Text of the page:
AIIMS Delhi has gone months without a regular director. Dr Randeep Guleria whose term ended in March is on extension. In July, the parliamentary committee on the welfare of scheduled castes (SCs) and scheduled tribes (STs) in its report said that in spite of having "proper eligibility, competence, fully experienced SCs/STs aspirants are not allowed to be inducted as faculty members even at initial stage" at AIIMS Delhi, country's premier medical college.
“You can understand what it takes to recruit faculties in these institutes. A recruitment process at AIIMS can last for nearly more than a year and people who are serving on contractual for a few years are forced to bear with this administrative issue,” said Dr Abhishek Shankar, associate professor, department of Radiation Oncology at AIIMS Patna.
Professors in prominent medical colleges also blamed “unplanned” starting of medical colleges.
“There is no special drive to fill the vacant posts of medical teachers and many medical institutions have backlogs for many years. It is a misconception that there are no eligible teachers. The young faculties do not get a chance as governments keep increasing the retirement age and appointing retired teachers in medical colleges,” said Dr Satendra Singh, faculty association vice President of University College of Medical Sciences (UCMS), University of Delhi.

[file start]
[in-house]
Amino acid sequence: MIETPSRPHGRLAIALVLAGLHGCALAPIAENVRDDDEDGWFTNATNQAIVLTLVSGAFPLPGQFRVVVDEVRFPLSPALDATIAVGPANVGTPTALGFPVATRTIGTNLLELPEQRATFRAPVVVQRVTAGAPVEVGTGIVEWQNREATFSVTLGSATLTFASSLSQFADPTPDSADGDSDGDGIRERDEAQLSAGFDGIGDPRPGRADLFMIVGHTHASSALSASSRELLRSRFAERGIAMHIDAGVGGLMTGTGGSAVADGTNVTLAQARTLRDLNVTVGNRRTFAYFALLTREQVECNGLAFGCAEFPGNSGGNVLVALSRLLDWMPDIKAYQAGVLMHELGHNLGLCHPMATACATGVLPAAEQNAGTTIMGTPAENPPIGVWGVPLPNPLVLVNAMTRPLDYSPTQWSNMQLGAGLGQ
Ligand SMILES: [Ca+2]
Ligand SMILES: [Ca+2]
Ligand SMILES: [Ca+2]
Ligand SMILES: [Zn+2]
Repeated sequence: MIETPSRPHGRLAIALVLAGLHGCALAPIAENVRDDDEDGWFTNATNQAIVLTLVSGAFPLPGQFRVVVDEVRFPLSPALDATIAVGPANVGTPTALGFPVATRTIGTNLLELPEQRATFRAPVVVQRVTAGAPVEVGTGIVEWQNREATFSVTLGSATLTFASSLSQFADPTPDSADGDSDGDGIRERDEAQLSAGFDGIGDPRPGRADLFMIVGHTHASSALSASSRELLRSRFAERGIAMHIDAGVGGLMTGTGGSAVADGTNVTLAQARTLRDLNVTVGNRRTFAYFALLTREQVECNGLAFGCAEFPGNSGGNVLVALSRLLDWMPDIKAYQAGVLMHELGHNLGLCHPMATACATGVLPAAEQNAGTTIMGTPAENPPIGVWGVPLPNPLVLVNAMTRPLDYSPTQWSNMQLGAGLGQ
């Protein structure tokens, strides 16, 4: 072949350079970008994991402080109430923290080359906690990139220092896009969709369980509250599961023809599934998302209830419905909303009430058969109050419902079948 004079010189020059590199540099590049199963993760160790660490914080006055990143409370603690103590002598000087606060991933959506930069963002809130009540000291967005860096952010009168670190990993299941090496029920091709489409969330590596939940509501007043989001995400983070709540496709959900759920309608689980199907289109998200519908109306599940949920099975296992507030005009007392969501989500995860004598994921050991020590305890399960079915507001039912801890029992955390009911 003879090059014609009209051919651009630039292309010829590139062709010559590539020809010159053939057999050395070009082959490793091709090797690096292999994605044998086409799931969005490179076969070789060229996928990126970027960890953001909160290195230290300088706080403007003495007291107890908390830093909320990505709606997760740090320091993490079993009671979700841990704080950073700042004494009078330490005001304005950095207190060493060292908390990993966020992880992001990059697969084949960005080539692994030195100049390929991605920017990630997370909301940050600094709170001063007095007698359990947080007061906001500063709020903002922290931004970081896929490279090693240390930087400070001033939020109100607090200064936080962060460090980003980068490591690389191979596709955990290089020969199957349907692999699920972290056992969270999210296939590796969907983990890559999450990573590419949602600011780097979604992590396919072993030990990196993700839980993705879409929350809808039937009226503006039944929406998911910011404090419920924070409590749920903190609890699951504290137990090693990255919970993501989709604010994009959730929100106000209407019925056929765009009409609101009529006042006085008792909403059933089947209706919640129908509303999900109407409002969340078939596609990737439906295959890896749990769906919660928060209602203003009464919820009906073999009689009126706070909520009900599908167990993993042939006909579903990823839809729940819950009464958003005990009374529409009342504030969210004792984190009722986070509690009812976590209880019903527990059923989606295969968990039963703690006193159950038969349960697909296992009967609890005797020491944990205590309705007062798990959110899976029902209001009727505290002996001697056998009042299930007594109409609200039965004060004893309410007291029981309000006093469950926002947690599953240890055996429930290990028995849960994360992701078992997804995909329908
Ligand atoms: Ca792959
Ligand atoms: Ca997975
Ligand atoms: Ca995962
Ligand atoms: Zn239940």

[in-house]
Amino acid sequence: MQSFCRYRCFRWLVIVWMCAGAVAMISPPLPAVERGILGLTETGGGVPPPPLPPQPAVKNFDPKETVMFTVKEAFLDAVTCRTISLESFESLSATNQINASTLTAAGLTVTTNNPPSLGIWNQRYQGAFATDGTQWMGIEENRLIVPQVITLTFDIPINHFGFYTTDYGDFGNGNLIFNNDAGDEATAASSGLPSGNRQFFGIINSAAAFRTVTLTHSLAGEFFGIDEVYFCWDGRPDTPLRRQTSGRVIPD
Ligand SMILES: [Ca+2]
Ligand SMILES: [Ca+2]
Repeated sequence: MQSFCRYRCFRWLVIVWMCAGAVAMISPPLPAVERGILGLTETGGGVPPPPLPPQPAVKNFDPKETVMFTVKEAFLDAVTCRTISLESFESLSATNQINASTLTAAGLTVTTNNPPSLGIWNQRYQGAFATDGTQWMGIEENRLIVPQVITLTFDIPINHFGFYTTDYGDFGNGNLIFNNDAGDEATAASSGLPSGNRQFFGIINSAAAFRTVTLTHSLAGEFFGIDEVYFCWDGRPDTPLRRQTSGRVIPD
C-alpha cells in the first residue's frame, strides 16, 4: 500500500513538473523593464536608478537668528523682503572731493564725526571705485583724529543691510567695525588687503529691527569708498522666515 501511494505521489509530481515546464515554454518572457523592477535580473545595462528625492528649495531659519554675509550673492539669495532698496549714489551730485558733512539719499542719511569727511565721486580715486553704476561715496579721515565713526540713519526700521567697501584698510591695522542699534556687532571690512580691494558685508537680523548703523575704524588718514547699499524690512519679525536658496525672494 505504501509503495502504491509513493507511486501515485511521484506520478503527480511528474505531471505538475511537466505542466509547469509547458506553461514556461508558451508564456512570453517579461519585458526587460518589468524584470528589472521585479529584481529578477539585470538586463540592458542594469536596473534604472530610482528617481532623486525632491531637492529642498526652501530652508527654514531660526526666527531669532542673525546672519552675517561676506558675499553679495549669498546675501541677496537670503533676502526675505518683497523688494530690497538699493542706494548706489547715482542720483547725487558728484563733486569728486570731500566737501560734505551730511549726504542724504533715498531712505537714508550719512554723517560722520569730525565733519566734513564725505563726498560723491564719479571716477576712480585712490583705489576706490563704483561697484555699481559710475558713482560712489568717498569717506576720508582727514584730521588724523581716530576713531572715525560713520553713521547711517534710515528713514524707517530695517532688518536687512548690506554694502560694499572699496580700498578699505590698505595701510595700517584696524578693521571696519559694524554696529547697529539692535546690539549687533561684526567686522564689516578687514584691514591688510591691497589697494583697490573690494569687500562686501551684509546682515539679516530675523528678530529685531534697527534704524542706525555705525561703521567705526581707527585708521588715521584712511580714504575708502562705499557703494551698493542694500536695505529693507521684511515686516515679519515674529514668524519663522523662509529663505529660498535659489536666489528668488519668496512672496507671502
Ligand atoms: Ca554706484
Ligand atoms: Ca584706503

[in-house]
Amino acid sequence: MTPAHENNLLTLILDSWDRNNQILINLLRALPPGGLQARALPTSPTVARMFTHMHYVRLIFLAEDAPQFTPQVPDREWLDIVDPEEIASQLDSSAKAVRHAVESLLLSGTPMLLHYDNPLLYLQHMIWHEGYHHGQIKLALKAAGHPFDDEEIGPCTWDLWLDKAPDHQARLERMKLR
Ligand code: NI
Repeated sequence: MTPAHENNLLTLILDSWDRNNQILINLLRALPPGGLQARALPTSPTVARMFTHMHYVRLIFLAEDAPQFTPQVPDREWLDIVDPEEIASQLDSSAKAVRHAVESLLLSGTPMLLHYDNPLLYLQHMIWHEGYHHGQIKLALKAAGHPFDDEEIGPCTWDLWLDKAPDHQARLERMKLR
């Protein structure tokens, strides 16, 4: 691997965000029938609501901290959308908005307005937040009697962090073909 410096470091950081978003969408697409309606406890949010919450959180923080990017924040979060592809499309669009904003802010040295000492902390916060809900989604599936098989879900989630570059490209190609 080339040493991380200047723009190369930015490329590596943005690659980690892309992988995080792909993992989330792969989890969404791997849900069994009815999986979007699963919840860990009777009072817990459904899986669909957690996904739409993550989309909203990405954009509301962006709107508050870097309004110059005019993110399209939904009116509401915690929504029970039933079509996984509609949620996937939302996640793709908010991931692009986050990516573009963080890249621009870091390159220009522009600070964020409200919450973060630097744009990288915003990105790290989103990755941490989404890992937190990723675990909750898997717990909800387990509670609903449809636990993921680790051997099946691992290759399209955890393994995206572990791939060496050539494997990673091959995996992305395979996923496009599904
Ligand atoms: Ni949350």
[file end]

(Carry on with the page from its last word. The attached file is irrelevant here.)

The “Institute of National Importance” tag attached to the AIIMS adds to the problem. “Institutions [should] have to earn the INI tag through their patient care, quality education and brilliant research work. But when you provide the INI tag to institutes since their birth, it creates false hope. New faculties want to join AIIMS to get a tag of a teacher in INIs and they continue to apply there even if they have the chance to join a private or government state medical college. This results in shortages in state medical colleges,” added Singh.
The new AIIMS have their own problems. Shankar pointed out that AIIMS do not need many regulatory permissions because of the INI tag. “When you do not have sufficient faculties and proper infrastructure and you admit the first batch of medical students in the newly started medical colleges in states, you are putting human lives at risk. Instead of correcting the mistake, we are witnessing justification of mistakes,” he said.
The way reservation is implemented in faculty recruitment also causes problems, agreed Shankar and Singh. Advertisements seek candidates from the historically-marginalised Scheduled Castes, Scheduled Tribes and Other Backward Classes – SC, ST and OBC and Persons with Disabilities (PwD) – in specific branches. If they are unable to find candidates, those posts go vacant.
“The data says there is a big disparity in super-specialty doctors. If you are not getting any doctor from a reserved category in one branch of super-specialty, you can provide reservation in another branch. There should be central category-wise data of doctors who can teach super-specialty subjects,” said Shankar.
Job security, environment